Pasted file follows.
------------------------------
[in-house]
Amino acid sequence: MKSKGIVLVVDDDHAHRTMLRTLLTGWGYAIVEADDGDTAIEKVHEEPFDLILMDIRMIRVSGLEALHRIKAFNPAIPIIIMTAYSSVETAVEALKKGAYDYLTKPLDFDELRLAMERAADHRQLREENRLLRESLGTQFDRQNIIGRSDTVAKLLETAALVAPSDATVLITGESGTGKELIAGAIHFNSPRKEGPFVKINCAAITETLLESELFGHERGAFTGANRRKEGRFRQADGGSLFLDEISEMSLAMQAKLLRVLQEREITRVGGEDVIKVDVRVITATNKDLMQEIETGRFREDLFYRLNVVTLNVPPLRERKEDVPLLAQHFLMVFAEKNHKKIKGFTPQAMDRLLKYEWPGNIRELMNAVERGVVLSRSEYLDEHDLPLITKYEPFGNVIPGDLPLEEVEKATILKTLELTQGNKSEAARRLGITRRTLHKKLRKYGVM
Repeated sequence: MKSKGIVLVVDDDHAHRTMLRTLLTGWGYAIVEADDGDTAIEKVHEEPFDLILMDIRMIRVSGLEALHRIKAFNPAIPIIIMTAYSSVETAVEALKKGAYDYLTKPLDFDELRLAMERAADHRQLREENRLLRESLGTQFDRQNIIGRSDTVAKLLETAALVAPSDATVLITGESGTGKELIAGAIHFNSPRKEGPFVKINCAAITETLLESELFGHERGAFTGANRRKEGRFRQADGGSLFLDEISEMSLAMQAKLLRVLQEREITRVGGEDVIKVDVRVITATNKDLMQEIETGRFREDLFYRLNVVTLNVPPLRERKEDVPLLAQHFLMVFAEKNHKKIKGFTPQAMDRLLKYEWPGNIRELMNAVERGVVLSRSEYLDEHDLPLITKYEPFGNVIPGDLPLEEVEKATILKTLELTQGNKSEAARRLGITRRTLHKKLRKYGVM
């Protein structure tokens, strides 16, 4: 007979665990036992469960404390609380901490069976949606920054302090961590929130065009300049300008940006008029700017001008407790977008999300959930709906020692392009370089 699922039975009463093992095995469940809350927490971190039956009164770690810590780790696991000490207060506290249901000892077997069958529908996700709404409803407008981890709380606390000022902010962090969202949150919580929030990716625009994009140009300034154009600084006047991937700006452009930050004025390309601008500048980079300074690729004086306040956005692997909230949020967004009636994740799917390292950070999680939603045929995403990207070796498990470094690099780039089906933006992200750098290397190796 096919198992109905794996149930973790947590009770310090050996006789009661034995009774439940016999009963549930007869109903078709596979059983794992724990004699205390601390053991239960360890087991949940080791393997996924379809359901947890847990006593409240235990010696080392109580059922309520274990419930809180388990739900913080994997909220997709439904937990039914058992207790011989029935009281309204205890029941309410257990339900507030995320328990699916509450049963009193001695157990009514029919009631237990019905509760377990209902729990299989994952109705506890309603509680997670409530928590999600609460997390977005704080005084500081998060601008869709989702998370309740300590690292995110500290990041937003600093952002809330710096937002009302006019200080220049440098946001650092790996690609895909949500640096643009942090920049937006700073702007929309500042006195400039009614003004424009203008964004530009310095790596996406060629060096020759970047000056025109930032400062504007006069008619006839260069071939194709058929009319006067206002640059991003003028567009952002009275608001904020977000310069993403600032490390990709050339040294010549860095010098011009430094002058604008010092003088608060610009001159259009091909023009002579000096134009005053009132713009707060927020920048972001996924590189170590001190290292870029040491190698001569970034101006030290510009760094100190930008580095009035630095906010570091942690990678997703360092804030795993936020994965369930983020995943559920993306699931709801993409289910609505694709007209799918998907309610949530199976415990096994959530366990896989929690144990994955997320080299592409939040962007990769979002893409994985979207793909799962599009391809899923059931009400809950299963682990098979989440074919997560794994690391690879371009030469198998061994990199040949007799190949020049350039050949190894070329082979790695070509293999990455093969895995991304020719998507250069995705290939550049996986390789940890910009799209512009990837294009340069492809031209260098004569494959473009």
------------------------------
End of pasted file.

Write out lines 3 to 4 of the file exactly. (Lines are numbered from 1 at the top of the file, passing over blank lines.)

Repeated sequence: MKSKGIVLVVDDDHAHRTMLRTLLTGWGYAIVEADDGDTAIEKVHEEPFDLILMDIRMIRVSGLEALHRIKAFNPAIPIIIMTAYSSVETAVEALKKGAYDYLTKPLDFDELRLAMERAADHRQLREENRLLRESLGTQFDRQNIIGRSDTVAKLLETAALVAPSDATVLITGESGTGKELIAGAIHFNSPRKEGPFVKINCAAITETLLESELFGHERGAFTGANRRKEGRFRQADGGSLFLDEISEMSLAMQAKLLRVLQEREITRVGGEDVIKVDVRVITATNKDLMQEIETGRFREDLFYRLNVVTLNVPPLRERKEDVPLLAQHFLMVFAEKNHKKIKGFTPQAMDRLLKYEWPGNIRELMNAVERGVVLSRSEYLDEHDLPLITKYEPFGNVIPGDLPLEEVEKATILKTLELTQGNKSEAARRLGITRRTLHKKLRKYGVM
């Protein structure tokens, strides 16, 4: 007979665990036992469960404390609380901490069976949606920054302090961590929130065009300049300008940006008029700017001008407790977008999300959930709906020692392009370089 699922039975009463093992095995469940809350927490971190039956009164770690810590780790696991000490207060506290249901000892077997069958529908996700709404409803407008981890709380606390000022902010962090969202949150919580929030990716625009994009140009300034154009600084006047991937700006452009930050004025390309601008500048980079300074690729004086306040956005692997909230949020967004009636994740799917390292950070999680939603045929995403990207070796498990470094690099780039089906933006992200750098290397190796 096919198992109905794996149930973790947590009770310090050996006789009661034995009774439940016999009963549930007869109903078709596979059983794992724990004699205390601390053991239960360890087991949940080791393997996924379809359901947890847990006593409240235990010696080392109580059922309520274990419930809180388990739900913080994997909220997709439904937990039914058992207790011989029935009281309204205890029941309410257990339900507030995320328990699916509450049963009193001695157990009514029919009631237990019905509760377990209902729990299989994952109705506890309603509680997670409530928590999600609460997390977005704080005084500081998060601008869709989702998370309740300590690292995110500290990041937003600093952002809330710096937002009302006019200080220049440098946001650092790996690609895909949500640096643009942090920049937006700073702007929309500042006195400039009614003004424009203008964004530009310095790596996406060629060096020759970047000056025109930032400062504007006069008619006839260069071939194709058929009319006067206002640059991003003028567009952002009275608001904020977000310069993403600032490390990709050339040294010549860095010098011009430094002058604008010092003088608060610009001159259009091909023009002579000096134009005053009132713009707060927020920048972001996924590189170590001190290292870029040491190698001569970034101006030290510009760094100190930008580095009035630095906010570091942690990678997703360092804030795993936020994965369930983020995943559920993306699931709801993409289910609505694709007209799918998907309610949530199976415990096994959530366990896989929690144990994955997320080299592409939040962007990769979002893409994985979207793909799962599009391809899923059931009400809950299963682990098979989440074919997560794994690391690879371009030469198998061994990199040949007799190949020049350039050949190894070329082979790695070509293999990455093969895995991304020719998507250069995705290939550049996986390789940890910009799209512009990837294009340069492809031209260098004569494959473009």